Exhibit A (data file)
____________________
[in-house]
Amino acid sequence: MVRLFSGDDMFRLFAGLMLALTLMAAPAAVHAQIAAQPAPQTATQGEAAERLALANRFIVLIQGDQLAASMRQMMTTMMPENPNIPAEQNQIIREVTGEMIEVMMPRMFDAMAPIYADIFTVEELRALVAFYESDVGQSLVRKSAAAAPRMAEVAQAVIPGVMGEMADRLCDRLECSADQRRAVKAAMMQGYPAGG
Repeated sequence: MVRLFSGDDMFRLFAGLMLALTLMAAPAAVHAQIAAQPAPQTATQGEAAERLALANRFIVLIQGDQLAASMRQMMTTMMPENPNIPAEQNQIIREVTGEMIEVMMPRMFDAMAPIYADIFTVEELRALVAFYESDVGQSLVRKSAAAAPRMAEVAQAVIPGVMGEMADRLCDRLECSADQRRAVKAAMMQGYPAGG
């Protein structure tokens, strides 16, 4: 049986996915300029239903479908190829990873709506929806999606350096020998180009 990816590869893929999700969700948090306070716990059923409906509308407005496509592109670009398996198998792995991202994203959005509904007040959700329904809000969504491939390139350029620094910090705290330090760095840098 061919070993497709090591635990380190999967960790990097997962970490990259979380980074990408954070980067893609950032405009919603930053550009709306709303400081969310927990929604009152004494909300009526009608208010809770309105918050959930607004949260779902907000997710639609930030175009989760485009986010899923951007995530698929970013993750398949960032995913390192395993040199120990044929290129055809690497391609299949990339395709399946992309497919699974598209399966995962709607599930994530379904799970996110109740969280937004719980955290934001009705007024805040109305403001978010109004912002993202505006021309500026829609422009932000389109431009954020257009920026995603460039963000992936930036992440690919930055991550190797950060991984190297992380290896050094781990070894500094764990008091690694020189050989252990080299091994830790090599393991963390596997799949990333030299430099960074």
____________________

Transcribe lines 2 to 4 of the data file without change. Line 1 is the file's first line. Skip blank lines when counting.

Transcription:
Amino acid sequence: MVRLFSGDDMFRLFAGLMLALTLMAAPAAVHAQIAAQPAPQTATQGEAAERLALANRFIVLIQGDQLAASMRQMMTTMMPENPNIPAEQNQIIREVTGEMIEVMMPRMFDAMAPIYADIFTVEELRALVAFYESDVGQSLVRKSAAAAPRMAEVAQAVIPGVMGEMADRLCDRLECSADQRRAVKAAMMQGYPAGG
Repeated sequence: MVRLFSGDDMFRLFAGLMLALTLMAAPAAVHAQIAAQPAPQTATQGEAAERLALANRFIVLIQGDQLAASMRQMMTTMMPENPNIPAEQNQIIREVTGEMIEVMMPRMFDAMAPIYADIFTVEELRALVAFYESDVGQSLVRKSAAAAPRMAEVAQAVIPGVMGEMADRLCDRLECSADQRRAVKAAMMQGYPAGG
């Protein structure tokens, strides 16, 4: 049986996915300029239903479908190829990873709506929806999606350096020998180009 990816590869893929999700969700948090306070716990059923409906509308407005496509592109670009398996198998792995991202994203959005509904007040959700329904809000969504491939390139350029620094910090705290330090760095840098 061919070993497709090591635990380190999967960790990097997962970490990259979380980074990408954070980067893609950032405009919603930053550009709306709303400081969310927990929604009152004494909300009526009608208010809770309105918050959930607004949260779902907000997710639609930030175009989760485009986010899923951007995530698929970013993750398949960032995913390192395993040199120990044929290129055809690497391609299949990339395709399946992309497919699974598209399966995962709607599930994530379904799970996110109740969280937004719980955290934001009705007024805040109305403001978010109004912002993202505006021309500026829609422009932000389109431009954020257009920026995603460039963000992936930036992440690919930055991550190797950060991984190297992380290896050094781990070894500094764990008091690694020189050989252990080299091994830790090599393991963390596997799949990333030299430099960074």